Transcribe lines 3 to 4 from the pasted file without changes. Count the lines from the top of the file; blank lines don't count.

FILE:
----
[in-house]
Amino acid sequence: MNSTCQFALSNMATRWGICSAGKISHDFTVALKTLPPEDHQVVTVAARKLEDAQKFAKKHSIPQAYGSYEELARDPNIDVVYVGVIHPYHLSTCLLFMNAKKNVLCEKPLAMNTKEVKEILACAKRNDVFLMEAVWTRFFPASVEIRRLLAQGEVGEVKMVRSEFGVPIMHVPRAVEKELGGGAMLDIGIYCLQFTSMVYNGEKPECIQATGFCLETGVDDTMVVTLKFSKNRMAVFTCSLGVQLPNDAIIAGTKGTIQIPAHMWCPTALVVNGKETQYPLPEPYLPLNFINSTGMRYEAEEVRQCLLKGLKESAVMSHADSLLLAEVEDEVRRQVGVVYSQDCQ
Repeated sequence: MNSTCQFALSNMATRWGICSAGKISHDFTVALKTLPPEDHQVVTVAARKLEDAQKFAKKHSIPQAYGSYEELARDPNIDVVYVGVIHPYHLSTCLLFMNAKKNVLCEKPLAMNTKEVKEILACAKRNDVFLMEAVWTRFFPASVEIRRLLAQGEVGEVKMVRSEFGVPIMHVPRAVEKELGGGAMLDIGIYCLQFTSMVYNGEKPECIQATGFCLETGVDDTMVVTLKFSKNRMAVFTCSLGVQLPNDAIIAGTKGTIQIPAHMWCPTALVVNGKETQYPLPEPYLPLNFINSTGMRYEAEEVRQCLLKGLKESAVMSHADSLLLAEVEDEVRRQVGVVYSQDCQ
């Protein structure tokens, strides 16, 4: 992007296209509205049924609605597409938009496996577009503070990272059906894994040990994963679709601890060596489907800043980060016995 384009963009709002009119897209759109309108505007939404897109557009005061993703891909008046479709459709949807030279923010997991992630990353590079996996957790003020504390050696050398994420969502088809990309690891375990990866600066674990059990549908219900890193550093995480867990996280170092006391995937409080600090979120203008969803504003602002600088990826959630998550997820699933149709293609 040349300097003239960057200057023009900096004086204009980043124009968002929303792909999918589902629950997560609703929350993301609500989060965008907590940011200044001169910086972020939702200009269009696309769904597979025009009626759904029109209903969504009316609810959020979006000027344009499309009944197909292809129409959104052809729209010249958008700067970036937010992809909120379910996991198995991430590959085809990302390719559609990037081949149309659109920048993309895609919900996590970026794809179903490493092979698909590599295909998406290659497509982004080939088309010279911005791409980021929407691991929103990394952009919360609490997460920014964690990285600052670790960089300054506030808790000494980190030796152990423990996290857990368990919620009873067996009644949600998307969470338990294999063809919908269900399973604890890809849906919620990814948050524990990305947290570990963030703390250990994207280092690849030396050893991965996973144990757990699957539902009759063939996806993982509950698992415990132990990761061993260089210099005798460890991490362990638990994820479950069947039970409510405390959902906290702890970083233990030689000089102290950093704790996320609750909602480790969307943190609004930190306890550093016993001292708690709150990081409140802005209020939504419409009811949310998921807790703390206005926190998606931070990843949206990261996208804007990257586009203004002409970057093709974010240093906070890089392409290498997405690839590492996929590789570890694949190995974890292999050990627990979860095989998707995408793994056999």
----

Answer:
Repeated sequence: MNSTCQFALSNMATRWGICSAGKISHDFTVALKTLPPEDHQVVTVAARKLEDAQKFAKKHSIPQAYGSYEELARDPNIDVVYVGVIHPYHLSTCLLFMNAKKNVLCEKPLAMNTKEVKEILACAKRNDVFLMEAVWTRFFPASVEIRRLLAQGEVGEVKMVRSEFGVPIMHVPRAVEKELGGGAMLDIGIYCLQFTSMVYNGEKPECIQATGFCLETGVDDTMVVTLKFSKNRMAVFTCSLGVQLPNDAIIAGTKGTIQIPAHMWCPTALVVNGKETQYPLPEPYLPLNFINSTGMRYEAEEVRQCLLKGLKESAVMSHADSLLLAEVEDEVRRQVGVVYSQDCQ
């Protein structure tokens, strides 16, 4: 992007296209509205049924609605597409938009496996577009503070990272059906894994040990994963679709601890060596489907800043980060016995 384009963009709002009119897209759109309108505007939404897109557009005061993703891909008046479709459709949807030279923010997991992630990353590079996996957790003020504390050696050398994420969502088809990309690891375990990866600066674990059990549908219900890193550093995480867990996280170092006391995937409080600090979120203008969803504003602002600088990826959630998550997820699933149709293609 040349300097003239960057200057023009900096004086204009980043124009968002929303792909999918589902629950997560609703929350993301609500989060965008907590940011200044001169910086972020939702200009269009696309769904597979025009009626759904029109209903969504009316609810959020979006000027344009499309009944197909292809129409959104052809729209010249958008700067970036937010992809909120379910996991198995991430590959085809990302390719559609990037081949149309659109920048993309895609919900996590970026794809179903490493092979698909590599295909998406290659497509982004080939088309010279911005791409980021929407691991929103990394952009919360609490997460920014964690990285600052670790960089300054506030808790000494980190030796152990423990996290857990368990919620009873067996009644949600998307969470338990294999063809919908269900399973604890890809849906919620990814948050524990990305947290570990963030703390250990994207280092690849030396050893991965996973144990757990699957539902009759063939996806993982509950698992415990132990990761061993260089210099005798460890991490362990638990994820479950069947039970409510405390959902906290702890970083233990030689000089102290950093704790996320609750909602480790969307943190609004930190306890550093016993001292708690709150990081409140802005209020939504419409009811949310998921807790703390206005926190998606931070990843949206990261996208804007990257586009203004002409970057093709974010240093906070890089392409290498997405690839590492996929590789570890694949190995974890292999050990627990979860095989998707995408793994056999």